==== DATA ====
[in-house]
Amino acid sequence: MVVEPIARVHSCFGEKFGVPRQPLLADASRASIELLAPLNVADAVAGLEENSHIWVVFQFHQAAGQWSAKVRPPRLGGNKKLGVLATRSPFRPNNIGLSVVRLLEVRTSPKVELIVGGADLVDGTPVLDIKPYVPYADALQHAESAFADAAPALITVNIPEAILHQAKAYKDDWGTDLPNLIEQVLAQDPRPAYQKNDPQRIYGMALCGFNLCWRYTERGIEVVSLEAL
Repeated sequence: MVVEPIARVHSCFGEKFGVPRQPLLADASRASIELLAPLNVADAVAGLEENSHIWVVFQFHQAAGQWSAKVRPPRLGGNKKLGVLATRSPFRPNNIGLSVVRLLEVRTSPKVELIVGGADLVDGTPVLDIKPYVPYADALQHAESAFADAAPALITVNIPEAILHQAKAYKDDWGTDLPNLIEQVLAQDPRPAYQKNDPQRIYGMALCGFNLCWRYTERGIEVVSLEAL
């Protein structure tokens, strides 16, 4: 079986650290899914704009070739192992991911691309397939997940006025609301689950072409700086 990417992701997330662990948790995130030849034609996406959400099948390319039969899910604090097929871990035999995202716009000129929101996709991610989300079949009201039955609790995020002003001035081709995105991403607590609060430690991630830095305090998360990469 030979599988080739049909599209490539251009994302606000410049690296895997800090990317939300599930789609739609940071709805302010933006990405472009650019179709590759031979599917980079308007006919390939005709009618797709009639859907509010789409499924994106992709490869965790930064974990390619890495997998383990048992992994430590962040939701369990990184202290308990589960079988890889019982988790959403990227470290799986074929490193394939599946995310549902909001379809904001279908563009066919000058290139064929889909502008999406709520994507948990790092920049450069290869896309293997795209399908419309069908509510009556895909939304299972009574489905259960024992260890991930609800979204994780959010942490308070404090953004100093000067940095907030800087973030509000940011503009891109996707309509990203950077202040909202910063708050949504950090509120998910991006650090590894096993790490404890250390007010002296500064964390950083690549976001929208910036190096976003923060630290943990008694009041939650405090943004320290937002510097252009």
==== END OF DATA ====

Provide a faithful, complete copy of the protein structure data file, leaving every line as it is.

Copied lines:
[in-house]
Amino acid sequence: MVVEPIARVHSCFGEKFGVPRQPLLADASRASIELLAPLNVADAVAGLEENSHIWVVFQFHQAAGQWSAKVRPPRLGGNKKLGVLATRSPFRPNNIGLSVVRLLEVRTSPKVELIVGGADLVDGTPVLDIKPYVPYADALQHAESAFADAAPALITVNIPEAILHQAKAYKDDWGTDLPNLIEQVLAQDPRPAYQKNDPQRIYGMALCGFNLCWRYTERGIEVVSLEAL
Repeated sequence: MVVEPIARVHSCFGEKFGVPRQPLLADASRASIELLAPLNVADAVAGLEENSHIWVVFQFHQAAGQWSAKVRPPRLGGNKKLGVLATRSPFRPNNIGLSVVRLLEVRTSPKVELIVGGADLVDGTPVLDIKPYVPYADALQHAESAFADAAPALITVNIPEAILHQAKAYKDDWGTDLPNLIEQVLAQDPRPAYQKNDPQRIYGMALCGFNLCWRYTERGIEVVSLEAL
């Protein structure tokens, strides 16, 4: 079986650290899914704009070739192992991911691309397939997940006025609301689950072409700086 990417992701997330662990948790995130030849034609996406959400099948390319039969899910604090097929871990035999995202716009000129929101996709991610989300079949009201039955609790995020002003001035081709995105991403607590609060430690991630830095305090998360990469 030979599988080739049909599209490539251009994302606000410049690296895997800090990317939300599930789609739609940071709805302010933006990405472009650019179709590759031979599917980079308007006919390939005709009618797709009639859907509010789409499924994106992709490869965790930064974990390619890495997998383990048992992994430590962040939701369990990184202290308990589960079988890889019982988790959403990227470290799986074929490193394939599946995310549902909001379809904001279908563009066919000058290139064929889909502008999406709520994507948990790092920049450069290869896309293997795209399908419309069908509510009556895909939304299972009574489905259960024992260890991930609800979204994780959010942490308070404090953004100093000067940095907030800087973030509000940011503009891109996707309509990203950077202040909202910063708050949504950090509120998910991006650090590894096993790490404890250390007010002296500064964390950083690549976001929208910036190096976003923060630290943990008694009041939650405090943004320290937002510097252009």